A dying patient’s medicines should be reviewed daily and symptom relief individualised to their needs during the last days of life, according to recommendations from the National Institute for Health and Care Excellence (NICE).
A final guideline for the NHS in England, published on 16 December 2015, advises on a range of measures to improve end-of-life care in the final two or three days before death. It follows the withdrawal in 2014 of the Liverpool Care Pathway (LCP) for the Care of the Dying Adult, after a government review found failings in how the palliative care recommendations were implemented.
As first reported in July 2015 when its draft guideline was released, NICE recommends a patient’s medicines are reviewed once it is recognised they are entering the last days of life. It sets out steps to decide whether prescribed medicines are clinically appropriate using the patient’s individualised care plan. Any medicines not providing symptomatic benefit should be stopped after a discussion with the patient, it says, while alternative routes of administering medicines should also be considered.
The guideline gives advice on providing symptom relief, including managing pain and anxiety, delirium and agitation. The dying person’s preferences and views should be taken into account when considering medicines for symptom control, it says.
A focus on individualised end-of-life care is the foundation of NICE’s new recommendations. Sam Ahmedzai, emeritus professor of palliative medicine at the University of Sheffield and chair of NICE’s guideline development group, says the new guideline will give health professionals a “comprehensive, humane and evidence-based framework” for improving the care of dying people, based on their needs and wishes.
Although the Liverpool Care Pathway was originally an “admirable idea” to improve end-of-life care, “its implementation became increasingly controversial over the years with stories of fluids and medicines being withheld, over-sedating the dying person”, Admedzai adds.
“There were also problems with inexperienced staff recognising when someone was truly close to death, or if they had a possibility of recovery. It became seen as a ‘tick-box exercise’ and a ‘one-size-fits-all’ approach,” he explains.
The new guideline aims to help health professionals identify when a person may be entering their last days of life, or if they are stabilising or improving, and to seek advice from more experienced colleagues if there is any uncertainty. It also advises that a named health professional should be identified to lead on the patient’s care, and says no tests should be carried out in the patient’s last days unless there is clear clinical need.
Dying patients should be supported to drink if they are able and wish to, and a person’s hydration should be assessed daily in case of the need of clinically assisted hydration. The risks and benefits of this should be discussed with the patient and those important to them.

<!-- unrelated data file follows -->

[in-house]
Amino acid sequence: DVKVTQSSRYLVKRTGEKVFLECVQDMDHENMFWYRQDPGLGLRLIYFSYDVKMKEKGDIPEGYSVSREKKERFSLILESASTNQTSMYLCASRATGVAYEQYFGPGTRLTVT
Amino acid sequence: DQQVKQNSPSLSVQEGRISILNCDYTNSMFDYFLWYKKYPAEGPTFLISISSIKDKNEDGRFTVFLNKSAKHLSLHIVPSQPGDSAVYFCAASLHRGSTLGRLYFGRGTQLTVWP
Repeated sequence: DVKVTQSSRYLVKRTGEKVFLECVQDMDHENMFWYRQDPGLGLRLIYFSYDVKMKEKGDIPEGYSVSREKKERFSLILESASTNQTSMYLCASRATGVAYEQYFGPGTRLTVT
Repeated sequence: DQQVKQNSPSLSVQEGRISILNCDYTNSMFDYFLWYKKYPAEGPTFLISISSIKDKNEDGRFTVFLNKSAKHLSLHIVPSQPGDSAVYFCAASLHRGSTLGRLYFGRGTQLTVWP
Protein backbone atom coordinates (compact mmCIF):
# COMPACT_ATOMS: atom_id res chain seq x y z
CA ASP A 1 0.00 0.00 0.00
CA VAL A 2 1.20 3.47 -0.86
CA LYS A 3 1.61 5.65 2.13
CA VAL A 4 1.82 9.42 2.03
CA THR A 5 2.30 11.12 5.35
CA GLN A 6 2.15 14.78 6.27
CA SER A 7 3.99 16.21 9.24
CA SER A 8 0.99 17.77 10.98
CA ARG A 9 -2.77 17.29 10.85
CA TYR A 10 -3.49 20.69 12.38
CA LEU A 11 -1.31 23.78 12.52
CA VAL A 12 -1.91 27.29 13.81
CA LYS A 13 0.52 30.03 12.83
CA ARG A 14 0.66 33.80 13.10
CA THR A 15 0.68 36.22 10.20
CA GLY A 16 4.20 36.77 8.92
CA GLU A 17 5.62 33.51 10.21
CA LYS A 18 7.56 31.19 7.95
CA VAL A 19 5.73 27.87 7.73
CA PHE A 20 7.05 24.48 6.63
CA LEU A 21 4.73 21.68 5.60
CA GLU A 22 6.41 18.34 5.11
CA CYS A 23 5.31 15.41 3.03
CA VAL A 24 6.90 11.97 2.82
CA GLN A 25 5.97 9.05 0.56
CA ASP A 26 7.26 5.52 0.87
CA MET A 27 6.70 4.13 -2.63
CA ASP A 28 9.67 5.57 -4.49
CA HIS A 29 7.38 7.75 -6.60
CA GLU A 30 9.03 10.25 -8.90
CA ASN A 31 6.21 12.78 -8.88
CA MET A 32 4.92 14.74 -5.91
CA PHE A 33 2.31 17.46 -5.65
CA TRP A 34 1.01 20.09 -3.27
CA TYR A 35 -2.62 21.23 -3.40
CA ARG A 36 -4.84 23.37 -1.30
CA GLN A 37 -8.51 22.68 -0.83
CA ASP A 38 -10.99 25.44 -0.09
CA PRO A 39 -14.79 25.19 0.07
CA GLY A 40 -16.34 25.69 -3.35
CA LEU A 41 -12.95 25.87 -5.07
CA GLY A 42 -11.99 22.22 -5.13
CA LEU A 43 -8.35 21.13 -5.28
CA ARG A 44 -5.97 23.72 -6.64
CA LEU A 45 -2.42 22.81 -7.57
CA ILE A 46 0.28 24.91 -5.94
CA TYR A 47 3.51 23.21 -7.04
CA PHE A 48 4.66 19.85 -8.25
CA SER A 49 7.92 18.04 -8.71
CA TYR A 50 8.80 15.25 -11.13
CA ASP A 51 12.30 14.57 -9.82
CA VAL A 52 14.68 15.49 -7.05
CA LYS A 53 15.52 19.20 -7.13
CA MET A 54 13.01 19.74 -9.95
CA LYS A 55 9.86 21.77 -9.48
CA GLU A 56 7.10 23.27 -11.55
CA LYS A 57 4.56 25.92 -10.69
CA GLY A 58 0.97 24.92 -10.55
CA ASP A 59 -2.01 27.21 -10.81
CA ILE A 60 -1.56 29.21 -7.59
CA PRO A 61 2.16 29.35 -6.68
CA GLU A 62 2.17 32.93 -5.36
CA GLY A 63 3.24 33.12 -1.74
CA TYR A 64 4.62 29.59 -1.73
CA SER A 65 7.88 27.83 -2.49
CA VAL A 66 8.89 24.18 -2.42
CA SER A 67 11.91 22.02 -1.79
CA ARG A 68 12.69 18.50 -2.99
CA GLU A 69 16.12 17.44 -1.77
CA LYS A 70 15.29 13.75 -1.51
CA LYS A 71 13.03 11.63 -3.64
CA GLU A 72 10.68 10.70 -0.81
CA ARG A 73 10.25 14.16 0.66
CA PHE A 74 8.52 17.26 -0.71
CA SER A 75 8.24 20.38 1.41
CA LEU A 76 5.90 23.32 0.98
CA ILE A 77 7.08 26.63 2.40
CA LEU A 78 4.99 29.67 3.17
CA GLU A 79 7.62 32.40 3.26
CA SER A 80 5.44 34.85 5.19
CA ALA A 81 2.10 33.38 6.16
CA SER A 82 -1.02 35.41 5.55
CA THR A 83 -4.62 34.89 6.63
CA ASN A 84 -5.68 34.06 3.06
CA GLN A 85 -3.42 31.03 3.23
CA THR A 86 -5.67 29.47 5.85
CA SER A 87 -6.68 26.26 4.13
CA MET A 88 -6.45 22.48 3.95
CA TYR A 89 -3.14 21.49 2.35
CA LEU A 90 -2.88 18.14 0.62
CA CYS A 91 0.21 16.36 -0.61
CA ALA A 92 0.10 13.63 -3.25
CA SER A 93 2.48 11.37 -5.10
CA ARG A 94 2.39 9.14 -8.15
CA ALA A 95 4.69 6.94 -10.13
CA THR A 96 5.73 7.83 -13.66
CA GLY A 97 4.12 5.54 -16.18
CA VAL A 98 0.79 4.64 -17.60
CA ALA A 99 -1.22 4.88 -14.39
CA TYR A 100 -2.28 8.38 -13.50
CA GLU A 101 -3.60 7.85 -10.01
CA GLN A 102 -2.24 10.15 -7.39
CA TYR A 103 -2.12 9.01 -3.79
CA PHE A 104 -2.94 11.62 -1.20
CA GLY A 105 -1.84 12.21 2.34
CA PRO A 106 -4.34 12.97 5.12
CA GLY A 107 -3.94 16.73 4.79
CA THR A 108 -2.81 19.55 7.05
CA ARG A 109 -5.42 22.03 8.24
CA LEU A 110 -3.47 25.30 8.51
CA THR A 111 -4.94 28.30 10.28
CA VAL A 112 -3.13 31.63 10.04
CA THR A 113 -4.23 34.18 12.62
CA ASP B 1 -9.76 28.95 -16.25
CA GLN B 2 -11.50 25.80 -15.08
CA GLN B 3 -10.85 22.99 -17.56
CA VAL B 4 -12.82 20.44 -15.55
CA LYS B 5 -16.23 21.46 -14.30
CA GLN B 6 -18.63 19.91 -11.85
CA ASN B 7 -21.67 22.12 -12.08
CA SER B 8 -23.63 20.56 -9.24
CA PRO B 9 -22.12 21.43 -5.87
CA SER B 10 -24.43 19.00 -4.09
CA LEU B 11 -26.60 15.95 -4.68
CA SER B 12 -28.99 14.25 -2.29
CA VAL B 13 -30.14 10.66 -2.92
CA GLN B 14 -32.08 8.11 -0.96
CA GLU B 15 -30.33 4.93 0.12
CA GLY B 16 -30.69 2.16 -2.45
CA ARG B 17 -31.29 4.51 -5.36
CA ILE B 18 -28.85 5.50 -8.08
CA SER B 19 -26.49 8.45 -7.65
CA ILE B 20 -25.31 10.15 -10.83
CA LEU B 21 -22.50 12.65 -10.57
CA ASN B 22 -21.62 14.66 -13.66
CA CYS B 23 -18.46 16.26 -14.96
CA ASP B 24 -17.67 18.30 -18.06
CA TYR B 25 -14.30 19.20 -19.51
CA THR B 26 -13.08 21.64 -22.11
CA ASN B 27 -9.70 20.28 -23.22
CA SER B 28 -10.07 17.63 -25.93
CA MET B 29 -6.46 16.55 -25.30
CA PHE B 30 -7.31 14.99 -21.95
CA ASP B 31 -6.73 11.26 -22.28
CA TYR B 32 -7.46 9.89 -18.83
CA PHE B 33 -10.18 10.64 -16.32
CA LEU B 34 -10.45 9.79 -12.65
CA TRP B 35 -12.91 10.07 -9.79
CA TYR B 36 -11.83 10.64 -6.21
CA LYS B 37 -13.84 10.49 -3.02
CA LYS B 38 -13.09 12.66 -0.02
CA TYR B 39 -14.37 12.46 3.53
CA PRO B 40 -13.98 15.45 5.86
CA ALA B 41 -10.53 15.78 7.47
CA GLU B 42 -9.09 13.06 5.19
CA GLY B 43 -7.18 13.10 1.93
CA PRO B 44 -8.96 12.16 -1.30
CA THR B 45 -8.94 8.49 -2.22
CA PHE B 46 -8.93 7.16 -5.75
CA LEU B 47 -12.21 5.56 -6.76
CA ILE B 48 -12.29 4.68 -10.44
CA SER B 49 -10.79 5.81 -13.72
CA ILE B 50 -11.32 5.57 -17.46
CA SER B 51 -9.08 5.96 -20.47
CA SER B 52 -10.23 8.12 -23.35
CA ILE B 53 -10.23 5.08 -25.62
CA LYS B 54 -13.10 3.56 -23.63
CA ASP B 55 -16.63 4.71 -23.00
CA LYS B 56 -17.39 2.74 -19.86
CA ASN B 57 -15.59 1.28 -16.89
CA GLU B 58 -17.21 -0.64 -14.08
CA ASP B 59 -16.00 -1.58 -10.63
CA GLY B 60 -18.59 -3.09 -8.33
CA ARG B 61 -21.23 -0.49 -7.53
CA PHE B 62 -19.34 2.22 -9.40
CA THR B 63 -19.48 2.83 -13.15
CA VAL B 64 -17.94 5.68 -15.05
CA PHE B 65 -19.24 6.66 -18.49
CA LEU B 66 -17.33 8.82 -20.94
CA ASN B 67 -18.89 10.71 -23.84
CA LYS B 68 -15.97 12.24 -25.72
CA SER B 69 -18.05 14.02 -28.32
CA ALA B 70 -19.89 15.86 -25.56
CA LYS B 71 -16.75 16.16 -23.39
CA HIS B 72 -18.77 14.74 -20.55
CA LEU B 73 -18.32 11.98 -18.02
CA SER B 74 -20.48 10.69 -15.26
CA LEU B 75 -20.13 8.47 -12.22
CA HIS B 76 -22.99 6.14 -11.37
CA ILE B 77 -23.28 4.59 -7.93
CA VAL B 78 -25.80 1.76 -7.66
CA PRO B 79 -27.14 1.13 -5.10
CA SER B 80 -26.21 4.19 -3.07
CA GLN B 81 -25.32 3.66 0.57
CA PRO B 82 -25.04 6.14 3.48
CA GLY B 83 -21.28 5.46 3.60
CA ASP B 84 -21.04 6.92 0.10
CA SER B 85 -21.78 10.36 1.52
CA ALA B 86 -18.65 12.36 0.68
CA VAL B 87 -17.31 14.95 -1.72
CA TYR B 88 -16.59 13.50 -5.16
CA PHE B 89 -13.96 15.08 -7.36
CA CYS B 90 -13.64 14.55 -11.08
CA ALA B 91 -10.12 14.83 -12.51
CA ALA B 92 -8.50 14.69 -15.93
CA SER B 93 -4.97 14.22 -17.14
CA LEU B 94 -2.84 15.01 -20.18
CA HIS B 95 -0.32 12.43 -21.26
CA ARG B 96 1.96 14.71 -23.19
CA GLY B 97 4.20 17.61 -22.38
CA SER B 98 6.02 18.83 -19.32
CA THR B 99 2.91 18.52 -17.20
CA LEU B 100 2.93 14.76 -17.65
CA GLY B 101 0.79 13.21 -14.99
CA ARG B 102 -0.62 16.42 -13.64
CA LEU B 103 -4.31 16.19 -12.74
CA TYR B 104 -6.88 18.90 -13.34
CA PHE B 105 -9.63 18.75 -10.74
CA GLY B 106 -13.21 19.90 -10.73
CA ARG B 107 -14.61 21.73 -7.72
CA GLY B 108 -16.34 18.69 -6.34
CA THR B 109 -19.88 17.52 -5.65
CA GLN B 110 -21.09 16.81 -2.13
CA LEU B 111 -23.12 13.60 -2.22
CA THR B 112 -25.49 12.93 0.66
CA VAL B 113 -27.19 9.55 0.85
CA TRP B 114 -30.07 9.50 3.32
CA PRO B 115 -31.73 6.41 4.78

NICE recommends prescribers consider a range of medicines for symptom relief that do not currently have UK marketing authorisation for the indication in hand. These include an opioid, a benzodiazepine or a combination of the two for managing breathlessness; and hyoscine butylbromide or octreotide for nausea or vomiting in patients with obstructive bowel disorders. The guidance also recommends atropine, glycopyrronium bromide, hyoscine butylbromide or hyoscine hydrobromide for managing noisy respiratory secretions. In each instance prescribers should follow relevant professional guidance and take full responsibility for the decision.
Anticipatory prescribing is also encouraged to ensure patients have access to medicines for symptom control in the last days of life. NICE says these should be based on likely future symptoms in individual patients, not in a blanket manner. It suggests commissioners develop agreements with local pharmacies to keep an agreed list of drugs in stock and give community staff details of local on-call pharmacies.
NICE also supports clear communication between health professionals, a dying patient and their family or friends, and emphasises shared decision-making. This includes developing individualised care plans taking into account the dying person’s needs and wishes. It follows concerns in a report by the Parliamentary and Health Service Ombudsmanin May 2015 around a lack of communication and poor symptom control when caring for dying patients.
Adam Firth, a GP and independent committee member, said: “The communication and symptom control aspects of the guidance will help the whole healthcare team to be able to work together to ensure that people die with dignity, whenever possible in the place of their choosing and with their symptoms effectively controlled.”
Around half a million people die each year in England. The UK was ranked first for its end-of-life care among 80 countries in the Economist Intelligence Unit’s Quality of Death Index in both 2010 and 2015.